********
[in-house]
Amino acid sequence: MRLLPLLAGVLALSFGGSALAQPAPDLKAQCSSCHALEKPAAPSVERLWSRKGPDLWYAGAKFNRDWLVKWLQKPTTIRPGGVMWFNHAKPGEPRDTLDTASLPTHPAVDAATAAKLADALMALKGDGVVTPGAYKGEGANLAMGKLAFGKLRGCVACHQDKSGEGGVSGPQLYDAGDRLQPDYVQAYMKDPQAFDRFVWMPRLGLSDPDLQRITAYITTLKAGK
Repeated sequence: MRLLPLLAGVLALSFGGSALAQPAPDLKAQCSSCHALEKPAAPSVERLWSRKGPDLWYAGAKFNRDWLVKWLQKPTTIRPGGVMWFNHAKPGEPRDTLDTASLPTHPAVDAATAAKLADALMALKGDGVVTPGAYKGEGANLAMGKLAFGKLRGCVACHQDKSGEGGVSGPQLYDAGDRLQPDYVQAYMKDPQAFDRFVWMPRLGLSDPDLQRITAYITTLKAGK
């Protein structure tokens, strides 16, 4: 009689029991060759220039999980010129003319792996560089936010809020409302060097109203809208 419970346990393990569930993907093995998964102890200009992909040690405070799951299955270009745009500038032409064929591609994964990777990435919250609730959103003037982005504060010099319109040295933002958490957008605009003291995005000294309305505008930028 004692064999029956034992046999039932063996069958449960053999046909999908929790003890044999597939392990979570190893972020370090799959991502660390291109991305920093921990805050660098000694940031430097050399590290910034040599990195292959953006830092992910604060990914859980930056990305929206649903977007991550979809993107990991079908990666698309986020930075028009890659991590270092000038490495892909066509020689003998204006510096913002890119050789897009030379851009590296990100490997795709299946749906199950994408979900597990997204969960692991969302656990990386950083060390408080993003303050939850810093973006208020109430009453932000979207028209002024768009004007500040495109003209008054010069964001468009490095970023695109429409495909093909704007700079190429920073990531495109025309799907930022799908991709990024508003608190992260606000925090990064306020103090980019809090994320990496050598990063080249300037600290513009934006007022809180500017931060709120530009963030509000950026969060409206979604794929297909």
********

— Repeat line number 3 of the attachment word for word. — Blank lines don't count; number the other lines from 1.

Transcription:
Repeated sequence: MRLLPLLAGVLALSFGGSALAQPAPDLKAQCSSCHALEKPAAPSVERLWSRKGPDLWYAGAKFNRDWLVKWLQKPTTIRPGGVMWFNHAKPGEPRDTLDTASLPTHPAVDAATAAKLADALMALKGDGVVTPGAYKGEGANLAMGKLAFGKLRGCVACHQDKSGEGGVSGPQLYDAGDRLQPDYVQAYMKDPQAFDRFVWMPRLGLSDPDLQRITAYITTLKAGK